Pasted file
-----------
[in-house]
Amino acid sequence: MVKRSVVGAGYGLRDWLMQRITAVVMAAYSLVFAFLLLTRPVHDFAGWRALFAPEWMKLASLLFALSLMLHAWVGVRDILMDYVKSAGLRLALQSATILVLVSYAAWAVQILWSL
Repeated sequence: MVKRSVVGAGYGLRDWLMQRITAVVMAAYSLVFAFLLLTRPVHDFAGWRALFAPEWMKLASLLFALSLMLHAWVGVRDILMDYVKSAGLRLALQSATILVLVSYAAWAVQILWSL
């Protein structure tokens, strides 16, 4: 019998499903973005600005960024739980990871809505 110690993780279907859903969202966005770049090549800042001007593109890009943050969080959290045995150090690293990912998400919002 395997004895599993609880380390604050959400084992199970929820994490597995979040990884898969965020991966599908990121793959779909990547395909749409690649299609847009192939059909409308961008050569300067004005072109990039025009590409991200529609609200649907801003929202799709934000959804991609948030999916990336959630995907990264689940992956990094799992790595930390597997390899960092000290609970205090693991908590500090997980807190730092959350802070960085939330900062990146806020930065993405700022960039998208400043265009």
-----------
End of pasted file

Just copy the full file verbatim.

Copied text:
[in-house]
Amino acid sequence: MVKRSVVGAGYGLRDWLMQRITAVVMAAYSLVFAFLLLTRPVHDFAGWRALFAPEWMKLASLLFALSLMLHAWVGVRDILMDYVKSAGLRLALQSATILVLVSYAAWAVQILWSL
Repeated sequence: MVKRSVVGAGYGLRDWLMQRITAVVMAAYSLVFAFLLLTRPVHDFAGWRALFAPEWMKLASLLFALSLMLHAWVGVRDILMDYVKSAGLRLALQSATILVLVSYAAWAVQILWSL
């Protein structure tokens, strides 16, 4: 019998499903973005600005960024739980990871809505 110690993780279907859903969202966005770049090549800042001007593109890009943050969080959290045995150090690293990912998400919002 395997004895599993609880380390604050959400084992199970929820994490597995979040990884898969965020991966599908990121793959779909990547395909749409690649299609847009192939059909409308961008050569300067004005072109990039025009590409991200529609609200649907801003929202799709934000959804991609948030999916990336959630995907990264689940992956990094799992790595930390597997390899960092000290609970205090693991908590500090997980807190730092959350802070960085939330900062990146806020930065993405700022960039998208400043265009």